Last Friday it seemed immigration
Had ceased as a cause of vexation
In Europe, but then
On Monday again
It suffered a new complication
The euro first rose, then declined
But now there’s a new deal designed
To finally forestall
For once and for all
The chance Merkel might have resigned
Remarkably, the immigration debate in Germany continues to dominate the news. Last night, German Interior Minister Horst Seehofer agreed to a new deal regarding the immigration situation and withdrew his threatened resignation. This led to a major sigh of relief in the markets as the fear of Frau Merkel’s coalition falling apart has once again receded. While Merkel clearly remains in a weakened state, if this deal can be signed by all the parties involved (a big if), the market may be able to move on to its next concerns. It should be no surprise that the euro has rebounded on the news, after all it has tracked the announcements extremely closely, but the rebound this morning, just 0.1%, has been somewhat lackluster after yesterday’s rout. Perhaps that has as much to do with the release of Eurozone Retail Sales data, which disappointed by printing at 0.0% in May, less than expected and yet another indication that growth in the Eurozone is on a slowing trajectory.
As an aside, if I were Mario Draghi, I might be starting to get a little more nervous given that the Eurozone economy is almost certainly trending toward slower growth and the ECB has very little ammunition available to counter that trend. Rates remain negative and QE is set to run its course by the end of the year. It is not clear what else the ECB can do to combat a more severe slowdown in the economy there.
But away from the daily immigration saga in Germany, the dollar has had a mostly softer session. This is primarily due to the fact that it had a particularly strong rally yesterday and we are seeing short-term profit taking.
China remains a key theme of the market as well, with the renminbi having fallen for twelve of the past thirteen sessions with a total decline of nearly 5.0%. While it has rebounded somewhat this morning (+0.35%), that is small beer relative to its recent movement. Last night, PBOC Governor Yi Gang was on the tape explaining that the bank would “keep the yuan exchange rate basically stable at a reasonable and balanced level.” That was sufficient for traders to stop their recent selling spree and begin to take profits. While there are some pundits who believe that the Chinese will allow the renminbi to decline more sharply, I believe there is still too much fear that a sharper decline will lead to more severe capital outflows and potential economic destabilization at home. As such, I expect to see the CNY decline managed in a steady and unthreatening manner going forward. But I remain pretty sure that it will continue to decline.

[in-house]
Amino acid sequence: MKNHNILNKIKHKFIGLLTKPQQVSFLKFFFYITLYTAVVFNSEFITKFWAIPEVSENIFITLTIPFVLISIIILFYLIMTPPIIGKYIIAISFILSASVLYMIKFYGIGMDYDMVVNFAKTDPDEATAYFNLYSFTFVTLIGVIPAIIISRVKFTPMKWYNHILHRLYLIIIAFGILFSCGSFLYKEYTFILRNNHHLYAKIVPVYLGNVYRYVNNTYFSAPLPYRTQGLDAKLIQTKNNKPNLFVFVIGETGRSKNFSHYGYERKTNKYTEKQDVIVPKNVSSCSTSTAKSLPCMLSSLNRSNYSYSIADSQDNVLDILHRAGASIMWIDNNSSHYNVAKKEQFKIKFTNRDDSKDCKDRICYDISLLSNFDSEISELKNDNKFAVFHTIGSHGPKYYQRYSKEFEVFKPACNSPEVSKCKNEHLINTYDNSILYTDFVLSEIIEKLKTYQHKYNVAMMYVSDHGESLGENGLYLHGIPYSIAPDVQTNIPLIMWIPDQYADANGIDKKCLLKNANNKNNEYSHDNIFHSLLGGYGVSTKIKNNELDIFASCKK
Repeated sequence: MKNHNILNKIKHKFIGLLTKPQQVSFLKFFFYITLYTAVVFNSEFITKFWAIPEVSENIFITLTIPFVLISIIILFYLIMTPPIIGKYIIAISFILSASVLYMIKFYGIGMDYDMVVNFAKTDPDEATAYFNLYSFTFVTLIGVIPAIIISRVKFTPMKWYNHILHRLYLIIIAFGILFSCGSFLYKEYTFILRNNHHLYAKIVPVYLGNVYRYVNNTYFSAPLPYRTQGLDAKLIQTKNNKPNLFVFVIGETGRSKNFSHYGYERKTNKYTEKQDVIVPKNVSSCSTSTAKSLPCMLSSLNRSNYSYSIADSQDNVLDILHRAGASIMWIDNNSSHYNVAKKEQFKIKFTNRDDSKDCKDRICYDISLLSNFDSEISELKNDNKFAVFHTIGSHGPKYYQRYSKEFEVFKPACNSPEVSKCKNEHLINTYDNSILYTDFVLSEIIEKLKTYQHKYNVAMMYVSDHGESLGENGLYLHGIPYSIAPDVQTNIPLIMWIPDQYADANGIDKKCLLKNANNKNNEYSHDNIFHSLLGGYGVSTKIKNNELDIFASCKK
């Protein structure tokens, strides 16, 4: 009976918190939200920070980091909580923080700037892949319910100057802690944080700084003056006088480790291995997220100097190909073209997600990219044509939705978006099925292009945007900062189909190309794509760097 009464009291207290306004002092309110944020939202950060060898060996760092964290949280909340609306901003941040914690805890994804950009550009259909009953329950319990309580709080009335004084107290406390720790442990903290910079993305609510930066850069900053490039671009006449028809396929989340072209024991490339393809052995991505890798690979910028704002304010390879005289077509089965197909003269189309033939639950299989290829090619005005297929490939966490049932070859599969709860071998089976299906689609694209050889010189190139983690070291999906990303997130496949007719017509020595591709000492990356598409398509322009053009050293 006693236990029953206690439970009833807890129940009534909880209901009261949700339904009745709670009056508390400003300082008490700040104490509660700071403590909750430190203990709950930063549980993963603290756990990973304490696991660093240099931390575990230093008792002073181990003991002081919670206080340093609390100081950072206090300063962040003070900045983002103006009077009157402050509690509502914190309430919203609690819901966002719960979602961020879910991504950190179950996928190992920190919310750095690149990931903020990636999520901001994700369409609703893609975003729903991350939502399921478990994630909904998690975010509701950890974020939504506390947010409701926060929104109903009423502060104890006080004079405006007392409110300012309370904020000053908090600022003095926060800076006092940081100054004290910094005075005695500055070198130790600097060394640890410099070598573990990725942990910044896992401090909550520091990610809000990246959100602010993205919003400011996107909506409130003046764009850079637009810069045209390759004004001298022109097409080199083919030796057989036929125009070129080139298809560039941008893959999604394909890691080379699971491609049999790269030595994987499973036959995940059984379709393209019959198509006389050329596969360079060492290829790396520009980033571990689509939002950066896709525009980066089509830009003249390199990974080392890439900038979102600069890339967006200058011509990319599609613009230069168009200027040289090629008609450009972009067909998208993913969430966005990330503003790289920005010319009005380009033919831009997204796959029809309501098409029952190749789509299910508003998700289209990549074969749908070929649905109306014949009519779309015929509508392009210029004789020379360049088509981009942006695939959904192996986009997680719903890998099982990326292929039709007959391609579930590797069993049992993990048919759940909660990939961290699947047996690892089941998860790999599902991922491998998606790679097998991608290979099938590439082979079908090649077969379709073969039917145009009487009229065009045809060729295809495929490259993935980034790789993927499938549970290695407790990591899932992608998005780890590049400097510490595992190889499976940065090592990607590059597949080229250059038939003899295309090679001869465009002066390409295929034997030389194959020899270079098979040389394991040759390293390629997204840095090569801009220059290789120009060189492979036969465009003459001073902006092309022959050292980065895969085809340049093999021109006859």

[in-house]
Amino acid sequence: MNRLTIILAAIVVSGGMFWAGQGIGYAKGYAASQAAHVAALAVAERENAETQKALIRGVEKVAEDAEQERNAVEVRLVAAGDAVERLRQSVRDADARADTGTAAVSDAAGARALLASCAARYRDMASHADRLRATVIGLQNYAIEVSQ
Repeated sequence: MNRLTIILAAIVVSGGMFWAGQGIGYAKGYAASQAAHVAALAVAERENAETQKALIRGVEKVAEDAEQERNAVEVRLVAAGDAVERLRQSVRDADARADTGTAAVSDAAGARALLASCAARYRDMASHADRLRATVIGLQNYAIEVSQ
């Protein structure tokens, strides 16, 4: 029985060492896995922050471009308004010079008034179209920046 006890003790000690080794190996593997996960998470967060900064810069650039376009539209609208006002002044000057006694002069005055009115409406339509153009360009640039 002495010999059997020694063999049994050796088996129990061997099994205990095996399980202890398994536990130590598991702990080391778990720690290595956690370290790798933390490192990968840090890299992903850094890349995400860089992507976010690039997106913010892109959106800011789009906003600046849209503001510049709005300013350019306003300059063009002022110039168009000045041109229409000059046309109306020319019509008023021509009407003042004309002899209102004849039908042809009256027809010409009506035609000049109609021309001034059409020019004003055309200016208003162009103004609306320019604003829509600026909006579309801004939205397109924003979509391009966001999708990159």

Other than those two stories, here’s what’s happening today. SEK has been the biggest winner in the G10, rising 1.25% after the Riksbank, although leaving rates on hold at -0.5%, virtually promised they would begin raising them by the end of the year. That is a faster pace than expected and so the currency reaction should be no surprise. However, keep in mind that Sweden is highly dependent on trade, and as trade rhetoric increases, they could well be collateral damage in that conflict. Aussie is the next biggest winner, having risen 0.7% after the RBA also left rates on hold, as expected, but the statement was seen as having a mildly hawkish tinge to it. But remember, AUD had fallen more than 4.5% in the past month, so on a day when the dollar is under pressure, it can be no surprise that the rebound is relatively large.
In the EMG space, MXN is today’s big winner, rallying 1.3% as the new story is that there are now more areas between the US and Mexico where President Trump and President-elect Obrador will be able to find common ground. Certainly both presidents are of the populist stripe, and so perhaps this is true. But my gut tells me that once AMLO and his Congress are sworn in (it doesn’t happen until December 1!) the market will recognize that the investment environment in Mexico is set to deteriorate, and so the currency will follow.
On the data front, yesterday’s ISM data was quite strong at 60.2, well above expectations and a further indication that the economic divergence theme remains alive and well. This morning we await only Factory Orders (exp -0.1%) and Vehicle Sales (17.0M), with the latter likely to be more interesting to market players than the former. Of course, tomorrow is July 4th, and so trading desks are on skeleton staff already. That means that liquidity is probably a bit sparse, and that interest in taking positions is extremely limited. Look for a lackluster session with the dollar probably edging a bit lower, but things to wind up early as everybody makes their escape.